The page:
I stink at announcing pregnancies to my husband.
Both times, I have come out of the bathroom, stick in hand, shocked look on my face, and burst into tears. The first time, I cried because we’d been married a grand total of five weeks and now we were already parents. The second time, it was because, just nine months before, I felt the life I’d been carrying slip away from me before my baby even had a name.
Both times, my husband hugged me, assured he was happy to be a daddy, and shepherded me through all of the emotions that come from early motherhood. The second time, though, was littered with the emotional minefields of early motherhood after a loss. And one of the biggest questions on my mind in these formative days has been, When should we tell people?
Now, before the reader decries me as a self-absorbed Millennial whose only thought is how I appear on social media, let me explain: With our last pregnancy, we shouted it from the rooftops at a whopping five weeks. Our dating was off, and we thought we were seven weeks, but however you spin it, we spat it out earlier than the norm. Our logic was that we wanted to give honor to the life growing inside of me as soon as possible. Even though we knew the risk of miscarriage, we wanted to proclaim, through any potential pain, that a beautiful work had begun (Psalm 139:1).
We ended up having to put our money where our mouth was two weeks later when the ultrasound tech awkwardly fumbled with the wand and muttered towards the fuzzy screen more than to us: “There should be a heartbeat by now — but I’m not getting anything.”
We experienced what so many describe as the nightmare of having to un-tell our exciting news.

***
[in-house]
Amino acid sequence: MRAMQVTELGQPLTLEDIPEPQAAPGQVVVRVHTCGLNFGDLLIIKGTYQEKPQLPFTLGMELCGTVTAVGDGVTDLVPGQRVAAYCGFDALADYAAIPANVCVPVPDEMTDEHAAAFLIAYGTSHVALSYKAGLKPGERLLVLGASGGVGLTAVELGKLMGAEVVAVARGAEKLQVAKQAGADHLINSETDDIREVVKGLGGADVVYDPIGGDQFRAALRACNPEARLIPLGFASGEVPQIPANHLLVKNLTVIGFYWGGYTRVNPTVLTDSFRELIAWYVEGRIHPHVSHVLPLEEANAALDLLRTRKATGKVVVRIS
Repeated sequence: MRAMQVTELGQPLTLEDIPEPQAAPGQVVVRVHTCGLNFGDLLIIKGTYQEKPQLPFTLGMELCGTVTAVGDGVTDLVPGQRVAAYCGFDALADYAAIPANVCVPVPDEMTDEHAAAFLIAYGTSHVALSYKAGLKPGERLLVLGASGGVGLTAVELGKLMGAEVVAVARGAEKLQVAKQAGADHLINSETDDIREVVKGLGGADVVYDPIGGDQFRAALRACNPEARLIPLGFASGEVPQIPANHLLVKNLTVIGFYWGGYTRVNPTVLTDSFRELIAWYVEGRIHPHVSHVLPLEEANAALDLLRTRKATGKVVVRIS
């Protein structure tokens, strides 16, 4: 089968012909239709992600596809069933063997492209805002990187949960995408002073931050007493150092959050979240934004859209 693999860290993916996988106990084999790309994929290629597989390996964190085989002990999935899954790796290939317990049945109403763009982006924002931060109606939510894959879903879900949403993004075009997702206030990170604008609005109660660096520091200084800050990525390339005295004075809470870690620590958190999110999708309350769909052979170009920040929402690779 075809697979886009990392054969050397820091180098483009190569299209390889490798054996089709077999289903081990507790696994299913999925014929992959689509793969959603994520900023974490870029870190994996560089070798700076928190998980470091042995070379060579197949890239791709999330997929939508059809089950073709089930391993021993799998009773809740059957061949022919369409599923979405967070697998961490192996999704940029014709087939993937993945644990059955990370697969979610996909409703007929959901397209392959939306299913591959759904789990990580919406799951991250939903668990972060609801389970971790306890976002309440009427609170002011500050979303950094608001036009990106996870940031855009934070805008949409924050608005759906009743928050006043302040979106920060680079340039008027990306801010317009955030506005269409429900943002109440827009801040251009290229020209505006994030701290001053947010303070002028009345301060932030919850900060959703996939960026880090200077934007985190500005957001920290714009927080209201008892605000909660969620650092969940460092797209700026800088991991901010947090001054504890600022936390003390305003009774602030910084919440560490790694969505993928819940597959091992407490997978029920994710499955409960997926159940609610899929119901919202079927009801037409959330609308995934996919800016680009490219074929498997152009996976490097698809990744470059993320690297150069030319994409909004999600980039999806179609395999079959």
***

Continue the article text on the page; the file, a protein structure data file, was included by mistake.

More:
The Second Time Around
And here we are again. Our baby had a heartbeat, a solid due date, and sprouting into a little baby bump this time. And yet, Facebook remained radio silent on this fact.
We told our family, our friends, and — after morning sickness started to be written all over my face — my coworkers so they wouldn’t think I was subjecting the middle- and high-school students that I teach to a nefarious flu. And yet, Instagram was empty.
My husband took a big step back from social media earlier this summer. He took a hiatus from Twitter and made his Facebook account more exclusive, and has since been wrestling with the line between public proclamations and private life. I made no such promise, but my Twitter profile grew quieter, too, and so did my Facebook, with the onset of a challenging school year.
And yet, still, our baby grows.
The decision about when to announce a pregnancy has become more and more varied. Where custom used to dictate waiting until well into the second trimester, the awareness of miscarriage and the damage of silence has grown. A mere Google search will amass countless articles from mothers who were not ashamed to feel the joy of pregnancy and the grief of miscarriage out loud. And I was one of them.
Although some women felt shame over their early announcements after a miscarriage, I felt glad that we had shared the news of our first baby while it was still happy. Had we waited the allotted twelve, fourteen, sixteen, or twenty weeks that some deem necessary, we would’ve had to make somber tidings, or I would have been suffering in silence.